Significance of the radiocarbon dates on equine products in the Eurasian Steppe context

Returning to the focus of the work described here for the Eurasian Steppe, particular attention has been given to reconstructing dietary practices at Eneolithic and Bronze Age settlements by analysing food residues in potsherds (Outram et al. 2011; Outram 2012) but much less attention has been given to the Neolithic peoples who first used ceramics in the region. Therefore, exploitation of equine products in central Asia are less well documented for the earlier periods.

The new radiocarbon dates on Botai sherds proved entirely compatible with the pre-existing dates from the 4th millennium BC. Based on the dominance of horse remains at this site, and the wide processing of equine products in pottery vessels, horses have been shown to be an essential part of the economy. Direct CSRA dating of equine products from pottery vessels at Botai confirmed their Eneolithic antiquity. This is particularly significant as Botai is the only site where evidence of mare’s milk processing in pottery vessels has been reported (Outram et al. 2011). The new CSRA dates provide therefore further confidence in the ancestry of equine adipose and milk products exploitation in the 4th millennium BC. The site of Botai remains the site with the earliest domestic horse lineage evidence; however, it is not the ancestor of modern domestic breeds (DOM2) whose lineage can be traced back into the 3rd millennium BC and spread widely in the 2nd millennium BC replacing other lineages (Librado et al. 2021).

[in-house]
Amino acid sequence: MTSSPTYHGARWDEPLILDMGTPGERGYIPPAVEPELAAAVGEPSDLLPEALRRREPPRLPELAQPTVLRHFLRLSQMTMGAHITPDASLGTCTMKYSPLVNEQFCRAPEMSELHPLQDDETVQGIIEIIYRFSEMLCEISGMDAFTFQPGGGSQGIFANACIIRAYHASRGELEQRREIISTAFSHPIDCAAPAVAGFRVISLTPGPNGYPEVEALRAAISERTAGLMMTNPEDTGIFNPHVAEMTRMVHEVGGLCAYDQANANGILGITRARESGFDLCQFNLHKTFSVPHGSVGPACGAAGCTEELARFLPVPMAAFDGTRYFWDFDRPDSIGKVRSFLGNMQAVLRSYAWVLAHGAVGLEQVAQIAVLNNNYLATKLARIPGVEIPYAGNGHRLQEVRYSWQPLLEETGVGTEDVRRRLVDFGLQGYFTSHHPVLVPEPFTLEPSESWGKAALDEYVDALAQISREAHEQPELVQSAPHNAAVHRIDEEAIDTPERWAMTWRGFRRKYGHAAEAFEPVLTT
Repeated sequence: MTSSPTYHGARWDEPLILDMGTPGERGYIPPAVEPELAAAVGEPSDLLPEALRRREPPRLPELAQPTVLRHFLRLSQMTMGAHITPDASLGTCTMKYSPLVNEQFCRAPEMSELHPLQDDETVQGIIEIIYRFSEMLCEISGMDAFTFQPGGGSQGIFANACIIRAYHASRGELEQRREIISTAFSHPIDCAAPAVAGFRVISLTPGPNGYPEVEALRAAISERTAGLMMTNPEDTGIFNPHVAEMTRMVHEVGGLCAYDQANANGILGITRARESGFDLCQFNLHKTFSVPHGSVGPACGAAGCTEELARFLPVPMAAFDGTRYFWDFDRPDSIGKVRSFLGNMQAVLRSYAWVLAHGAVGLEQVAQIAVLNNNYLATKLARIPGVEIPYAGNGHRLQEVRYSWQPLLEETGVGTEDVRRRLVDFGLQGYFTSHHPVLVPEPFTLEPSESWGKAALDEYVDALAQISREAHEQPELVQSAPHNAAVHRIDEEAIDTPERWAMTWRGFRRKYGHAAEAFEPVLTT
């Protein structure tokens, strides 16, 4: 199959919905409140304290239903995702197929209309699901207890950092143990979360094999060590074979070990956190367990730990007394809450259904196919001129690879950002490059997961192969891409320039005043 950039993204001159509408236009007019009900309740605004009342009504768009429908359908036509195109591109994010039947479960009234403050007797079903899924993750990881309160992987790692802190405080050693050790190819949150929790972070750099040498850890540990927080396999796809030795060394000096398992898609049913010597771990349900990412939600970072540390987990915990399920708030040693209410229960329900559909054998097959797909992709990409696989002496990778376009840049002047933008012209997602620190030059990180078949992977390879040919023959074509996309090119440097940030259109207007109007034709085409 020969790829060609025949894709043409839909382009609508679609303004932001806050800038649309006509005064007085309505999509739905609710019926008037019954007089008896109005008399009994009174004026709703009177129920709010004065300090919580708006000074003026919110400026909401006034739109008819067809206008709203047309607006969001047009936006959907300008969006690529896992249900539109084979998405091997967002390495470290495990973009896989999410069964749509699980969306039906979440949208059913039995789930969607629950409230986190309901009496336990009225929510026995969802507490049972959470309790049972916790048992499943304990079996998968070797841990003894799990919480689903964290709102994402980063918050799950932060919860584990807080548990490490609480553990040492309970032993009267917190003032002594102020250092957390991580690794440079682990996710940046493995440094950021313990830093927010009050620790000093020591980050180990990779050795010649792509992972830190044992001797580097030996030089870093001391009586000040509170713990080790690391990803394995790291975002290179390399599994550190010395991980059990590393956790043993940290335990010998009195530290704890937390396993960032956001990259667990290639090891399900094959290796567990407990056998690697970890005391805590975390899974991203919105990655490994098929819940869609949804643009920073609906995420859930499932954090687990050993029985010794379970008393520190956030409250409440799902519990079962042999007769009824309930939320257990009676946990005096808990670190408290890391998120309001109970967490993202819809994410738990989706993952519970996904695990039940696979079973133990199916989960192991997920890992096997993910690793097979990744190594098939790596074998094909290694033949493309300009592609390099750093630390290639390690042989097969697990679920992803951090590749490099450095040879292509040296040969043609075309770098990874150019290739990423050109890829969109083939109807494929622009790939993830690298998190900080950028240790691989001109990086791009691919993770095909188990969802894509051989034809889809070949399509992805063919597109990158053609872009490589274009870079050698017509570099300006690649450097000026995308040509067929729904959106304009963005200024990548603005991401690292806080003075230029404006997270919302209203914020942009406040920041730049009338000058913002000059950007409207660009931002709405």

The new dates for Bestamak potsherds confirm the Neolithic origin of the Makhandzhar ceramics from the 6th millennium BC. This constitutes some of the oldest pottery yet analysed for their lipid residues in Central Asia. Animal bone assemblages associated with the Neolithic phases at Bestamak are very limited making the dating and dietary information that can be obtained from lipid residue analyses particularly useful. The lipids preserved in pottery vessels clearly indicate significant consumption of horse products at the site from the 6th millennium BC. A question remains as to whether these products would have come from wild horse hunting or even earlier husbanded horses. A way to answer this would be to determine δ2H values on the FAs identified as equine product and identify if some of them have δ2H values characteristic of mare’s milk fats.

Future analyses of a larger set of well-contextualised Neolithic sherds with δ13C and δ2H determinations would be required to demonstrate if equine milking, thus equine domestication, had earlier origins than Botai. Such a programme of research would also help reconstruct the sequence of subsistence practices that led from mixed hunting and gathering in the earlier Holocene to the extremely horse-specialised economies of the Eneolithic period in Kazakhstan.


This is the first time CSRA measurements have been performed on archaeological FAs of equine origin. Working with very different abundances of FAs from the same potsherds required some methodological adjustments for appropriate corrections of 14C measurements. Our study nonetheless showed that equine residues are, like lipid residues from ruminant products, datable by CSRA of individual FAs. The new CSRA dates particularly resolved the absolute chronology of Bestamak ceramics which were previously only relatively constrained based on ceramic typology. Our new dates on individual FAs of equine origin from ceramics from the Eurasian steppe are entirely compatible with the Botai chronology in the 4th millennium BC, and the Neolithic period at Bestamak in the 6th millennium BC.